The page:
Last year British blues legend John Mayall released "Tough," his 57th album in a celebrated career that began in the early 1960s.
"You look back on it and wonder where they all came from," says Mayall about his amazing recording legacy. "And that's only the original albums, because there are countless compilations. They multiply every year."
A couple of years ago it seemed we might not hear from Mayall again as he announced his retirement.
"I kind of got tired, having been with the same band for almost 20 years," he explains. "It seemed like we had been treading water a bit too much. I thought it was time to take a break. But then a couple of months later the record label came to me wanting a new album. That galvanized me to put a new band together, and as the result, we've been rocking ever since."
Praising the new album, The Washington Post noted: "Mayall eagerly champions the American roots music that helped put him on the map in the '60s. Not only is he in good form, singing and playing organ, guitar and squalling harmonica, he's in good company."
Mayall's current band features former Black Oak Arkansas guitarist Rocky Athas; bassist Greg Rzab, who backed blues legends such as Albert Collins, Willie Dixon, John Lee Hooker and Junior Wells; and Chicago-born drummer Jay Davenport, who worked with Junior Wells, Pinetop Perkins and Jimmie Johnson.
* The John Mayall Band performs at 7:30 p.m. Saturday at the Maui Arts & Cultural Center's Castle Theater. Shemekia Copeland will open the show. Tickets are $45, $50 and $55 plus applicable fees, available from the MACC box office, 242-7469 or online at www.mauiarts.org.
"It's marvelous," he says about his new group. "The energy level is so high compared to anything else I've ever worked with. It's really a treat."
Acclaimed as the godfather of the Britain's blues-rock movement, in his early days Mayall fronted an amazing array of talent including Eric Clapton and Jack Bruce, who went on to form Cream, future Rolling Stone guitarist Mick Taylor, and Fleetwood Mac's Peter Green, Mick Fleetwood and John McVie.
"I was hooked from the age of 10 or 11 years old, listening to blues and boogie-woogie from my father's record collection" he recalls. "I grew up with it, but there wasn't a market for it until I was 30. Alexis Korner and Cyril Davis kicked off the blues movement, and that was my opportunity to go to London and join in."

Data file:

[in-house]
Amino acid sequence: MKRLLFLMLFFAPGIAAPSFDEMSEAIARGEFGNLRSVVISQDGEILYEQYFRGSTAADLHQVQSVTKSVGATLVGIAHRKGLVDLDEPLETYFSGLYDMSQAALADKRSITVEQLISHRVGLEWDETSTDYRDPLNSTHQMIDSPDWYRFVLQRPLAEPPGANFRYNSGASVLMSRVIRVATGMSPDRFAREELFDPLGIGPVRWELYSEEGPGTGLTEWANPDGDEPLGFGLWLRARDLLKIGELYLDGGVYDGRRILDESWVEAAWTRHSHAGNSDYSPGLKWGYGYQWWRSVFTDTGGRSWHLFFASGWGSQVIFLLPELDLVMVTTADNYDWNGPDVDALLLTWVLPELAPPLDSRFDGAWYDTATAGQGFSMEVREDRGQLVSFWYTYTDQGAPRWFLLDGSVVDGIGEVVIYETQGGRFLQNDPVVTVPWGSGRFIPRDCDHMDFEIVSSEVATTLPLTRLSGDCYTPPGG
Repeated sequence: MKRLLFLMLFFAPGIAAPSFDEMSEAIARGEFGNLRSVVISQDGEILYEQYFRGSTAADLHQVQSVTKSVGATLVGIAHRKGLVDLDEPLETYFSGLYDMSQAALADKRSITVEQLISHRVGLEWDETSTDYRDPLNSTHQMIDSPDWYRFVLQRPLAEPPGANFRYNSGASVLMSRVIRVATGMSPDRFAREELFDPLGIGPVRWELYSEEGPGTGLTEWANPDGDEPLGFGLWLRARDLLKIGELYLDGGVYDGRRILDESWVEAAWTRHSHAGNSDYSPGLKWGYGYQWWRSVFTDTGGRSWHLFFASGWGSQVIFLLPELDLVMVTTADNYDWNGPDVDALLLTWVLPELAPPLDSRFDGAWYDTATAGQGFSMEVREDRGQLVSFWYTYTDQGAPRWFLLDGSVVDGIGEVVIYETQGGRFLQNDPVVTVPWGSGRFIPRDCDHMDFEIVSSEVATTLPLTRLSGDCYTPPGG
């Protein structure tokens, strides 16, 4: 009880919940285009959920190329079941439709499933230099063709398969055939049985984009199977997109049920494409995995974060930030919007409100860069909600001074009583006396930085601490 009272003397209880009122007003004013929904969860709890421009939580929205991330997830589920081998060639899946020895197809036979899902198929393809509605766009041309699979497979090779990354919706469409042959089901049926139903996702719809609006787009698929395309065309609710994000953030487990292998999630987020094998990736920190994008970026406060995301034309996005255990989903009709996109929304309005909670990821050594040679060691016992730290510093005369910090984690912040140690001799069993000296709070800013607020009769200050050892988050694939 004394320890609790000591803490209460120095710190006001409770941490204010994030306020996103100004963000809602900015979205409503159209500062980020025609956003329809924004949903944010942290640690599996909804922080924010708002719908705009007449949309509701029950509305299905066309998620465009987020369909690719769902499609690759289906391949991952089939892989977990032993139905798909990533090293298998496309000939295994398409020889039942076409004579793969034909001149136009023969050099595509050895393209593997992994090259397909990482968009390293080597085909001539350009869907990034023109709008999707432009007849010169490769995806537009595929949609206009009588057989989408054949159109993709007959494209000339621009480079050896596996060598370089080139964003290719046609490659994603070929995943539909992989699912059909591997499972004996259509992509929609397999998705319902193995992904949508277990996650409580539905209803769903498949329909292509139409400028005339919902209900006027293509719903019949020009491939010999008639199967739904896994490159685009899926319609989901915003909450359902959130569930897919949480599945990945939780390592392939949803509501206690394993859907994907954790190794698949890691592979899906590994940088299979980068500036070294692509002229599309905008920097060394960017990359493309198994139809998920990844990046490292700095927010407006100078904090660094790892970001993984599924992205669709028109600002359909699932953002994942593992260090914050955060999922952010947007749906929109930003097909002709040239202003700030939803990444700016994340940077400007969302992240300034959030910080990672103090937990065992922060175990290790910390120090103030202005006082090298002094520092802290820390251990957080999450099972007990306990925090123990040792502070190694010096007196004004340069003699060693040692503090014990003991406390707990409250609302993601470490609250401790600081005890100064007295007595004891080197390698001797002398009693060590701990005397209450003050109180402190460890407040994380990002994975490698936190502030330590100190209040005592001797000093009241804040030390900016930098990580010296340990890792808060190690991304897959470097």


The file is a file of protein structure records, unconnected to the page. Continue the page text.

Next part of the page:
Forming the legendary Bluesbreakers in 1963, Mayall eventually recruited a young Eric Clapton, who had left the Yardbirds, disenchanted with the group's pop leanings. In the spring of 1966, the Bluesbreakers released their self-titled debut album to wide acclaim. This landmark influential recording is recognized as the first classic British blues album, and it made Clapton and Mayall stars.
The album cover is famous for displaying Clapton's disdain for publicity - he's reading Beano, a popular children's comic, instead of looking at the camera.
"Eric bought it (the comic) at the train station before we got in a van with the photographer to go prowling around the streets of London looking for a background," Mayall explains. "He was totally against publicity and all that kind of thing. So that was his way of ignoring it."
Taylor was a 16-year-old budding guitarist when he first jammed with Mayall. When Clapton failed to attend a gig, the eager teenager offered his services.
"He emerged out of the audience on a night Eric didn't show and asked if he could sit in," Mayall recalls. "We'd done the first set without a guitar player, so I thought I had nothing to lose. Mick used Eric's guitar, and it was pretty amazing."
A number of great American blues artists like B.B. King have expressed gratitude for how a bunch of English musicians adopted their music, spawning a fervor that helped popularize blues in its own birthplace.
"It really put American blues on the map to Americans," he notes. "In a segregated society, blues was a kind of underground thing as far as white audiences were concerned. It opened up the door for what was on their own doorstep."
Living in the U.S. since the early 1970s, Mayall has explored the blues in various configurations, continually attracting some of the best players.
In 2001, he invited a few ex-band mates and peers to contribute to the album "Along for the Ride." This historic grouping of respected musicians included Mick Taylor, Peter Green, John McVie, Mick Fleetwood, Steve Miller, ZZ Top's Billy Gibbons and guitarist Steve Cropper and bassist Duck Dunn from the legendary Booker T and the MGs and the Blues Brothers Band.
Two years later, Mayall celebrated his 70th birthday with a special concert in Liverpool that featured some of his former Bluebreakers' compatriots including Eric Clapton and Taylor.